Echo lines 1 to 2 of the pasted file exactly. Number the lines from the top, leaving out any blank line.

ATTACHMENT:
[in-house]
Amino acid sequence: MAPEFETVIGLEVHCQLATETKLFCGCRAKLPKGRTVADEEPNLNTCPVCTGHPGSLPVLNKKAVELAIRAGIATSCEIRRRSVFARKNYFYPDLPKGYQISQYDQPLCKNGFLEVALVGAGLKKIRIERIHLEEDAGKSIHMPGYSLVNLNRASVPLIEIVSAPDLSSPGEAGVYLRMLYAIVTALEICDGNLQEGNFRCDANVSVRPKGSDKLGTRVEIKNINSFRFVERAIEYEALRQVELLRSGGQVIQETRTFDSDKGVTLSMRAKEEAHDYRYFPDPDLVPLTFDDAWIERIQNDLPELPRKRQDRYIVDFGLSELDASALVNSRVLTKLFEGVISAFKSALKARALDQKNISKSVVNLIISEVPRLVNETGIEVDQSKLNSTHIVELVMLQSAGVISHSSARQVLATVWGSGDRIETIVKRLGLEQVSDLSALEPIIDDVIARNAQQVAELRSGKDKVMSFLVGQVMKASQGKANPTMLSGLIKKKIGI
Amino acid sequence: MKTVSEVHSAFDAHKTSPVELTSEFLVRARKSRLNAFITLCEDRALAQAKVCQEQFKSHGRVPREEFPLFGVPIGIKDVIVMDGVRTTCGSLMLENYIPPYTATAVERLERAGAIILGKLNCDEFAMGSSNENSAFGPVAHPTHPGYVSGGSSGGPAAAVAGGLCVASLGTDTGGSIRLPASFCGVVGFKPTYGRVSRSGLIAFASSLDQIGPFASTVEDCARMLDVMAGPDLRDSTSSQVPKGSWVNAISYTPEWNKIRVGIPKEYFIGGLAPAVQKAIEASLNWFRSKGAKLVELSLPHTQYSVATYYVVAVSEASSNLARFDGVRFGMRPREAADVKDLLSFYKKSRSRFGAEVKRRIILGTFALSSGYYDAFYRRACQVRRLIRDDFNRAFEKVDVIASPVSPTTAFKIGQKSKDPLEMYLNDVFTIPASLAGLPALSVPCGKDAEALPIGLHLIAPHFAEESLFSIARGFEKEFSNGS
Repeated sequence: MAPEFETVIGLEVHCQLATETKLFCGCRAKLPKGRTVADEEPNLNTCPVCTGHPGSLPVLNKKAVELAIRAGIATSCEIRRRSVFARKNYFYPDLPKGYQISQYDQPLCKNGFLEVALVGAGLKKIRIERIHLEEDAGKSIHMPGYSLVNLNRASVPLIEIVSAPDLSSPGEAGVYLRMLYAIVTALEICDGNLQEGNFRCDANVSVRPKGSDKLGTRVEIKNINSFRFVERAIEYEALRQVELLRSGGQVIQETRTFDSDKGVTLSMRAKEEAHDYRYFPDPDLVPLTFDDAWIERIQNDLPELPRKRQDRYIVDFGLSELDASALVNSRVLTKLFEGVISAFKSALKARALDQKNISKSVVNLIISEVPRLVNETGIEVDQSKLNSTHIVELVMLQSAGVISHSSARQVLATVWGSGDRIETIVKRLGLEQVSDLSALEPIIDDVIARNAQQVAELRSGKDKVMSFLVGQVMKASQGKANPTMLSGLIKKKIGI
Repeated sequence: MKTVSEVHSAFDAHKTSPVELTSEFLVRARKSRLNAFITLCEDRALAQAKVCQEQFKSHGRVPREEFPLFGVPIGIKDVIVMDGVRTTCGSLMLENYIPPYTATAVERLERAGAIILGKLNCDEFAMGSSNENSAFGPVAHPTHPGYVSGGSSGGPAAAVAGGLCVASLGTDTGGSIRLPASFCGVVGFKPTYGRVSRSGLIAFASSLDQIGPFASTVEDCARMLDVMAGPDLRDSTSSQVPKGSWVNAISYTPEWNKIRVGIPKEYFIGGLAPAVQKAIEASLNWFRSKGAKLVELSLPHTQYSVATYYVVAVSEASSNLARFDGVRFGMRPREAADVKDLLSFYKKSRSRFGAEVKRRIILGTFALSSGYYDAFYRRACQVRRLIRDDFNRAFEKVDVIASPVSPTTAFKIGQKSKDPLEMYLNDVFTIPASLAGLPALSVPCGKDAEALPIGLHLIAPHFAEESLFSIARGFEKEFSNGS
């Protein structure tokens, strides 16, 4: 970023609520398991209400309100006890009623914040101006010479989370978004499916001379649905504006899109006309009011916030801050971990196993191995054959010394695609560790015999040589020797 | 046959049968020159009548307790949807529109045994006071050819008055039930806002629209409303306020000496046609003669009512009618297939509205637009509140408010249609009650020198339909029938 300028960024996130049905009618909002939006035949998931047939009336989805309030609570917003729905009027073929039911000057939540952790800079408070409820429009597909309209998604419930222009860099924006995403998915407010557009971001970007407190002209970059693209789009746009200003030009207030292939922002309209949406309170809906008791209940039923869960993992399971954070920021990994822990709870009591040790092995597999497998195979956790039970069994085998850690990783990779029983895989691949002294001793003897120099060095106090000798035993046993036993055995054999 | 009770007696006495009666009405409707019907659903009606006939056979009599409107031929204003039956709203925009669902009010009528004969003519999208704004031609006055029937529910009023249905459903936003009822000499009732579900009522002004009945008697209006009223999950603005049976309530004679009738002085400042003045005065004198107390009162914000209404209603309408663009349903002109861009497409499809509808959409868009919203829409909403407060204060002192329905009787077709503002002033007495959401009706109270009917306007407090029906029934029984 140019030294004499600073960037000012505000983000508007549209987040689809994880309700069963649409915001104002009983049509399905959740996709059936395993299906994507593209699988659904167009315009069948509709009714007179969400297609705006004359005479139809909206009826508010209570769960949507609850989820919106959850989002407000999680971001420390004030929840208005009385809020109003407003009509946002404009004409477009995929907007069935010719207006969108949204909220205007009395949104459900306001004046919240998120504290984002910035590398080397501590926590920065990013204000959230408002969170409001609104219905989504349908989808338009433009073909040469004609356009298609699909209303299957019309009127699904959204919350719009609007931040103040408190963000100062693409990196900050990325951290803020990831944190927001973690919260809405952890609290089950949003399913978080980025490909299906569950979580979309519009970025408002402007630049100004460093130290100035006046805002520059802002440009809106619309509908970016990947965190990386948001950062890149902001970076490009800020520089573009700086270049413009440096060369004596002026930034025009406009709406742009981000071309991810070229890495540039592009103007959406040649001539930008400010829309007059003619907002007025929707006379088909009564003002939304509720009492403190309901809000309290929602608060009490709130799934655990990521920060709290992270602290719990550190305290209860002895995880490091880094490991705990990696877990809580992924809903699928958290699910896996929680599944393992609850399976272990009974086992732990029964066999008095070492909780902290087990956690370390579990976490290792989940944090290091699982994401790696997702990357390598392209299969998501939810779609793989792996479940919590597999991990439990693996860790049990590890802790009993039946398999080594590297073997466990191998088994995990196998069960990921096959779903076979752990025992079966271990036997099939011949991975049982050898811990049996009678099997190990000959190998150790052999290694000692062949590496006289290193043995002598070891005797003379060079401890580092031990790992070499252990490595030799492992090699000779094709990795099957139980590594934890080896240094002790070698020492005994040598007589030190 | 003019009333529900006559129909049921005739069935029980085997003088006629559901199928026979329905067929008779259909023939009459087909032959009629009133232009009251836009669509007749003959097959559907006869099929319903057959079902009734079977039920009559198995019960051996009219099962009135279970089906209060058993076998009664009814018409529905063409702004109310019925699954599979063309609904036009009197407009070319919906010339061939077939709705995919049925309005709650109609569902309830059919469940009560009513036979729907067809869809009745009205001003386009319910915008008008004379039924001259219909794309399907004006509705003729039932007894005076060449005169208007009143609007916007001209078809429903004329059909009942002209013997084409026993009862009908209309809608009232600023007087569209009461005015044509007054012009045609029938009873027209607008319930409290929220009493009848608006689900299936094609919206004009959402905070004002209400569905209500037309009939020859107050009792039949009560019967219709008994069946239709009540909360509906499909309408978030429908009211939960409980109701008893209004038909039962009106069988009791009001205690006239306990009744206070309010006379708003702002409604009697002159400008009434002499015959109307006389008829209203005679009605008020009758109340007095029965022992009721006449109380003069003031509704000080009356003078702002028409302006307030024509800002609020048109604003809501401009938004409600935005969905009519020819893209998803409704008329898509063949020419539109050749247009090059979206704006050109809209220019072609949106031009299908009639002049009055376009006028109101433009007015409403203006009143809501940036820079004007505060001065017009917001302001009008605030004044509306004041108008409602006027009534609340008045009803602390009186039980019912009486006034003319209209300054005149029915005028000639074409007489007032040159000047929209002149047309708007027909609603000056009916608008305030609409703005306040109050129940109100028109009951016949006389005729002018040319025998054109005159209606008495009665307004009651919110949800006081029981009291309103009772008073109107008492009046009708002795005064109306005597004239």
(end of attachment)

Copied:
[in-house]
Amino acid sequence: MAPEFETVIGLEVHCQLATETKLFCGCRAKLPKGRTVADEEPNLNTCPVCTGHPGSLPVLNKKAVELAIRAGIATSCEIRRRSVFARKNYFYPDLPKGYQISQYDQPLCKNGFLEVALVGAGLKKIRIERIHLEEDAGKSIHMPGYSLVNLNRASVPLIEIVSAPDLSSPGEAGVYLRMLYAIVTALEICDGNLQEGNFRCDANVSVRPKGSDKLGTRVEIKNINSFRFVERAIEYEALRQVELLRSGGQVIQETRTFDSDKGVTLSMRAKEEAHDYRYFPDPDLVPLTFDDAWIERIQNDLPELPRKRQDRYIVDFGLSELDASALVNSRVLTKLFEGVISAFKSALKARALDQKNISKSVVNLIISEVPRLVNETGIEVDQSKLNSTHIVELVMLQSAGVISHSSARQVLATVWGSGDRIETIVKRLGLEQVSDLSALEPIIDDVIARNAQQVAELRSGKDKVMSFLVGQVMKASQGKANPTMLSGLIKKKIGI